Rose had been living with us for a few months, had settled in nicely, and made friends with her new boyfriend Honcho. It was time to get Rose spayed, otherwise we could be in for trouble. We had already become very attached to Rose, as she is particularly affectionate and 'cuddly'.
On Friday morning I drove Rose to the Vet, Anna, who is my sister. Rose had a quick examination - all seemed well. Anna asked if I would like pre-anaesthetic blood tests, and advised that these are usually unnecessary and would not be a normal procedure in a dog of Rose's age ( Rose had just turned 3). She has a young greyhound as well, and she said that she wouldn't bother doing them for him - the risks are very small, so I ticked the "no" box without a second thought.
I picked Rose up that evening, and she was obviously tired and sore, which we expected. Over the weekend, Rose refused to eat anything at all, and kept vomiting. I spoke to Anna, who seemed concerned - she expected Rose to be doing much better by Sunday. On Sunday afternoon we took Rose to the surgery, where Anna examined her. Rose could have been having an allergic reaction to the suture material used. The only other explanation was that a swab had somehow been left in the abdomen, and Anna was 100% sure that this was not the case. We believed her, of course, I know that she had given Rose the best possible attention in her operation. Rose was given some injections, and she came home, where we monitored her carefully.
Monday morning came, and Rose still would not eat. She was still being sick regularly despite not having eaten at all. She seemed unsteady and refused to lie down. I had to go to work, so I persuaded my mum to take Rose to see Anna.
Anna examined Rose again, and gave her some more injections to stop her being sick. She kept Rose at the surgery to monitor her. Rose spent monday night on Anna's bed with her, as that was the only place she would lie down.
On Tuesday, Anna performed more tests on Rose, including ultrasound and blood analysis. She was placed on intravenous fluids and kept in the surgery. We were seriously concerned about Rose's health, and eagerly waited for news, which was a shock when it came. The blood tests showed extremely high levels of urea and creatinine in Rose's blood - indicators of severe kidney failure. Anna believed that Rose must have had kidney problems since birth, and the anaesthetic had triggered a massive failure. We were all shocked as this was the last thing we expected in a dog of Rose's age. The prognosis was not good, as signs of kidney failure only occur once 70% of the kidney is failing. We were to expect the worse, and the possibility of a tough decision to make.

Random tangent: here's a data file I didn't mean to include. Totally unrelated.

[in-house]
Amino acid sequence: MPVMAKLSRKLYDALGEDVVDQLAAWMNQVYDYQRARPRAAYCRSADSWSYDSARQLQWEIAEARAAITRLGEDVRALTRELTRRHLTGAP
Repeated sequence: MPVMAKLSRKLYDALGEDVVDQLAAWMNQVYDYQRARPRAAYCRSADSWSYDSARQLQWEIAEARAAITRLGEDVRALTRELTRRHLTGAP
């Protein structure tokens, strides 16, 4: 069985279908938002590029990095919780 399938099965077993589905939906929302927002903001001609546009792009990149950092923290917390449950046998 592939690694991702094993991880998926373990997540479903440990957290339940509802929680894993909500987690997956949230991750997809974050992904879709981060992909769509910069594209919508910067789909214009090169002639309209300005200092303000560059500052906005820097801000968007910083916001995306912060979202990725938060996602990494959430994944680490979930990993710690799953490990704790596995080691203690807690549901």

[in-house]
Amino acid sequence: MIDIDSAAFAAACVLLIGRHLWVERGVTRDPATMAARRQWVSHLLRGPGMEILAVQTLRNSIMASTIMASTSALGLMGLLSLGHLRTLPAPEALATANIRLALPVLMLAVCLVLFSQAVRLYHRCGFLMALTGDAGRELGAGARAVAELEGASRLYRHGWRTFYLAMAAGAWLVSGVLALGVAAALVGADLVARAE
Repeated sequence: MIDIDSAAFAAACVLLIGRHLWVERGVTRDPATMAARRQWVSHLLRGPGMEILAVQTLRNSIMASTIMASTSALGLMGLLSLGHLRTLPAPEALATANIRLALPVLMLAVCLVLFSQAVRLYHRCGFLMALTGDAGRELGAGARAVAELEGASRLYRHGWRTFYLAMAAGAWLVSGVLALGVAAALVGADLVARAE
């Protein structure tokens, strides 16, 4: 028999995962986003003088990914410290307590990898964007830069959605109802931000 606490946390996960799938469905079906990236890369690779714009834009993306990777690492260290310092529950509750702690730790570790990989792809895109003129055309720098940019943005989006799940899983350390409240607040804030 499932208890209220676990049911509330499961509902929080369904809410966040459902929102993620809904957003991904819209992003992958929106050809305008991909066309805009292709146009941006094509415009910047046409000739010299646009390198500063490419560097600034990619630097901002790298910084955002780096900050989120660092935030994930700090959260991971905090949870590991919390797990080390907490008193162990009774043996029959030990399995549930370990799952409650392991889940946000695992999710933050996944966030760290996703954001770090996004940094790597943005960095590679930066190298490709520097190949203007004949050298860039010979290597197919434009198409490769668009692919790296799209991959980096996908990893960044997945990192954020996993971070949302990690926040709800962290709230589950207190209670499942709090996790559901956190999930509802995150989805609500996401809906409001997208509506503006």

Throughout the week Rose was kept on a drip to flush the toxins out of her and give her Kidneys a chance to start working, and she slept in the surgery at night. We went to see her every day and took her out for a walk. Although she was pleased to see us, we could tell she was unhappy. We encouraged her to eat ( which she refused to do). Anna and Fiona the veterinary nurse visited her every night to change her drip. By the weekend, Rose had lost nearly 5kg and was incredibly thin, but she started to eat a little food. We persuaded Anna's boss to let us keep Rose in over the weekend, and keep up the treatment. We knew that he did not think Rose would make it - he hadn't seen enough of an improvement, and we appreciated the fact that George and Anna were being honest about her chances, and were not giving us false hope. We all wanted to prove that we were doing the right thing. We knew things were getting better, albeit slowly.
By Sunday, Rose was much brighter and had started to eat more. Her blood samples were still very high, but had improved slightly. We took Rose home, and she was placed on a special diet and medication. Over the next few weeks Rose put her weight back on, and gradually returned to her normal silly self. She has had several blood tests since, and these have shown a huge improvement, almost returning to normal values. We hope the improvement will continue.
Although we don't know the long term prognosis for Rose, the signs are good and we know we made the right decision to keep fighting for her, when most vets would have advised to stop the treatment. There are two lessons in this story: Karen told me that greyhounds are fighters, and she is right. Rose wanted to keep going and we just needed to help her through it, so do not give up on them, or let your vet give up on them too soon.The second lesson is to think very carefully about pre-anaesthetic blood tests before placing you dog under general anaesthetic - regardless of the dog's age.
Throughout Rose's treatment we had fantastic support from Karen at Greyhound Rescue, who I spoke to nearly every day. Anna, Fiona,George and all the nurses at Avalon Veterinary Clinic in Glasgow were brilliant. I want to thank these people for their support, and their belief in Rose. Without them, it is likely that she would not be with us now.